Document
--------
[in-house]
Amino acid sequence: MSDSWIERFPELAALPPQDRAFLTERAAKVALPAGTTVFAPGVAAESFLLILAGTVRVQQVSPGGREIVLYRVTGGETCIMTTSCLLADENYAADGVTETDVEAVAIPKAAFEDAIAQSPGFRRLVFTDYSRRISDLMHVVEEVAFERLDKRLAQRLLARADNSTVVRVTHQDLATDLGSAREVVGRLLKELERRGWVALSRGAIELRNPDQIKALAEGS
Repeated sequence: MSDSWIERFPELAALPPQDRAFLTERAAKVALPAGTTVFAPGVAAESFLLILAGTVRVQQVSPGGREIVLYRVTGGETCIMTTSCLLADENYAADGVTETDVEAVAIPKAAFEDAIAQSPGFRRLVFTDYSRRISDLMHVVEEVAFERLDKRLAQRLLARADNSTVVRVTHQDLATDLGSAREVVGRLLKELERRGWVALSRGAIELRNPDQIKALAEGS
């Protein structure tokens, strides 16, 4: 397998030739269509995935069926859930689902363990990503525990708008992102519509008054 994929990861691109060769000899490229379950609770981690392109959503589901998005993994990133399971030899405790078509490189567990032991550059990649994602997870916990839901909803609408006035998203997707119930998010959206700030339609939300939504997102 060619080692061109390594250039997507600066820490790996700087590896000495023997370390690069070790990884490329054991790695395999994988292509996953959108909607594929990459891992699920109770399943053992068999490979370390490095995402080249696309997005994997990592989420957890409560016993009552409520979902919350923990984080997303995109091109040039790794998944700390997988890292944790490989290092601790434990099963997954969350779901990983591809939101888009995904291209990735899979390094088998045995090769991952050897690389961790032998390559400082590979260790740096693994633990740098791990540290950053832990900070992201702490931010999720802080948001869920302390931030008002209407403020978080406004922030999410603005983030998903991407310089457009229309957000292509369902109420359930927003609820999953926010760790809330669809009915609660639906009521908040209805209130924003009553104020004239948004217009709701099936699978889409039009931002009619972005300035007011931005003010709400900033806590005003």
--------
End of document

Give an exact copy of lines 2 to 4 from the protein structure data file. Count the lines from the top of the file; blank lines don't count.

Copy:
Amino acid sequence: MSDSWIERFPELAALPPQDRAFLTERAAKVALPAGTTVFAPGVAAESFLLILAGTVRVQQVSPGGREIVLYRVTGGETCIMTTSCLLADENYAADGVTETDVEAVAIPKAAFEDAIAQSPGFRRLVFTDYSRRISDLMHVVEEVAFERLDKRLAQRLLARADNSTVVRVTHQDLATDLGSAREVVGRLLKELERRGWVALSRGAIELRNPDQIKALAEGS
Repeated sequence: MSDSWIERFPELAALPPQDRAFLTERAAKVALPAGTTVFAPGVAAESFLLILAGTVRVQQVSPGGREIVLYRVTGGETCIMTTSCLLADENYAADGVTETDVEAVAIPKAAFEDAIAQSPGFRRLVFTDYSRRISDLMHVVEEVAFERLDKRLAQRLLARADNSTVVRVTHQDLATDLGSAREVVGRLLKELERRGWVALSRGAIELRNPDQIKALAEGS
């Protein structure tokens, strides 16, 4: 397998030739269509995935069926859930689902363990990503525990708008992102519509008054 994929990861691109060769000899490229379950609770981690392109959503589901998005993994990133399971030899405790078509490189567990032991550059990649994602997870916990839901909803609408006035998203997707119930998010959206700030339609939300939504997102 060619080692061109390594250039997507600066820490790996700087590896000495023997370390690069070790990884490329054991790695395999994988292509996953959108909607594929990459891992699920109770399943053992068999490979370390490095995402080249696309997005994997990592989420957890409560016993009552409520979902919350923990984080997303995109091109040039790794998944700390997988890292944790490989290092601790434990099963997954969350779901990983591809939101888009995904291209990735899979390094088998045995090769991952050897690389961790032998390559400082590979260790740096693994633990740098791990540290950053832990900070992201702490931010999720802080948001869920302390931030008002209407403020978080406004922030999410603005983030998903991407310089457009229309957000292509369902109420359930927003609820999953926010760790809330669809009915609660639906009521908040209805209130924003009553104020004239948004217009709701099936699978889409039009931002009619972005300035007011931005003010709400900033806590005003």